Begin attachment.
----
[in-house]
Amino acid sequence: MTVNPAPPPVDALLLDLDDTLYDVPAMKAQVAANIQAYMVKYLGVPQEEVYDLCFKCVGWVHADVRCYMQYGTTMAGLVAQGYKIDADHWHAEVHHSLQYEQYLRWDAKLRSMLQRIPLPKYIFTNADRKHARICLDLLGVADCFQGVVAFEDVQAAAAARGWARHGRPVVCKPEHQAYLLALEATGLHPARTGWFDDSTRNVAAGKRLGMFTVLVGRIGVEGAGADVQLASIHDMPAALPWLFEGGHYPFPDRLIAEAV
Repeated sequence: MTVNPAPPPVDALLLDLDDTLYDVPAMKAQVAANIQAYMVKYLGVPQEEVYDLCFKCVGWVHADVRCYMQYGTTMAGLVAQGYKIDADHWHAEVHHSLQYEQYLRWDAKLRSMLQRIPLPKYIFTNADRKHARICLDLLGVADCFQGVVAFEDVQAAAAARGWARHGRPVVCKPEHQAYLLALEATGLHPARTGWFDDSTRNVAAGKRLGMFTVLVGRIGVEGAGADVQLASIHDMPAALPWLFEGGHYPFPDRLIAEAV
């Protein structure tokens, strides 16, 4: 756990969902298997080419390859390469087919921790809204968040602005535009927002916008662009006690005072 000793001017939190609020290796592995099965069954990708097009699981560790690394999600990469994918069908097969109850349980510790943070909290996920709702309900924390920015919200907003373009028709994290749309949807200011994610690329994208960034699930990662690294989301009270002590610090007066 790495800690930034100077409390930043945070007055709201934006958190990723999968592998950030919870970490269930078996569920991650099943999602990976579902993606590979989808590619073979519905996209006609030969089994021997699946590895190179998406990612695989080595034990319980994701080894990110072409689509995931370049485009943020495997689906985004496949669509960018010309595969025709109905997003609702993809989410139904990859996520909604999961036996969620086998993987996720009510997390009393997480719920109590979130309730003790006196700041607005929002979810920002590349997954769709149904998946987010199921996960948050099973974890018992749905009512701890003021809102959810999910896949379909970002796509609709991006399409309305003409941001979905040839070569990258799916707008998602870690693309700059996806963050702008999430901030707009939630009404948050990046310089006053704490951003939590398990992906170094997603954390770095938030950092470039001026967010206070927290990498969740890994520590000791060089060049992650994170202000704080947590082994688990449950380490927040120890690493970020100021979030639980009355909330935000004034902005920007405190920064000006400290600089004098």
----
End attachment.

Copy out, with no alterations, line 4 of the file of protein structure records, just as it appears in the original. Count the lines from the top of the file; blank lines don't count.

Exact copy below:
């Protein structure tokens, strides 16, 4: 756990969902298997080419390859390469087919921790809204968040602005535009927002916008662009006690005072 000793001017939190609020290796592995099965069954990708097009699981560790690394999600990469994918069908097969109850349980510790943070909290996920709702309900924390920015919200907003373009028709994290749309949807200011994610690329994208960034699930990662690294989301009270002590610090007066 790495800690930034100077409390930043945070007055709201934006958190990723999968592998950030919870970490269930078996569920991650099943999602990976579902993606590979989808590619073979519905996209006609030969089994021997699946590895190179998406990612695989080595034990319980994701080894990110072409689509995931370049485009943020495997689906985004496949669509960018010309595969025709109905997003609702993809989410139904990859996520909604999961036996969620086998993987996720009510997390009393997480719920109590979130309730003790006196700041607005929002979810920002590349997954769709149904998946987010199921996960948050099973974890018992749905009512701890003021809102959810999910896949379909970002796509609709991006399409309305003409941001979905040839070569990258799916707008998602870690693309700059996806963050702008999430901030707009939630009404948050990046310089006053704490951003939590398990992906170094997603954390770095938030950092470039001026967010206070927290990498969740890994520590000791060089060049992650994170202000704080947590082994688990449950380490927040120890690493970020100021979030639980009355909330935000004034902005920007405190920064000006400290600089004098």